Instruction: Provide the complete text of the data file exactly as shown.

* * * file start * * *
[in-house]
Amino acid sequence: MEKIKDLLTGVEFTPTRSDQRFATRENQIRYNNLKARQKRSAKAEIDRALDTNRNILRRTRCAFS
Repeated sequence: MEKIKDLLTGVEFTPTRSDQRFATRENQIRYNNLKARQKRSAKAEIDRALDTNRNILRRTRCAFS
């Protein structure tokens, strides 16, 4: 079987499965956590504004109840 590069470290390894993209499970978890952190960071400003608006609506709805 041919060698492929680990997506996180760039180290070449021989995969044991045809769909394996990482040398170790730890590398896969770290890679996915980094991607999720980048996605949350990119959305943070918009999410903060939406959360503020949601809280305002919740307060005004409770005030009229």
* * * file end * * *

[in-house]
Amino acid sequence: MEKIKDLLTGVEFTPTRSDQRFATRENQIRYNNLKARQKRSAKAEIDRALDTNRNILRRTRCAFS
Repeated sequence: MEKIKDLLTGVEFTPTRSDQRFATRENQIRYNNLKARQKRSAKAEIDRALDTNRNILRRTRCAFS
């Protein structure tokens, strides 16, 4: 079987499965956590504004109840 590069470290390894993209499970978890952190960071400003608006609506709805 041919060698492929680990997506996180760039180290070449021989995969044991045809769909394996990482040398170790730890590398896969770290890679996915980094991607999720980048996605949350990119959305943070918009999410903060939406959360503020949601809280305002919740307060005004409770005030009229």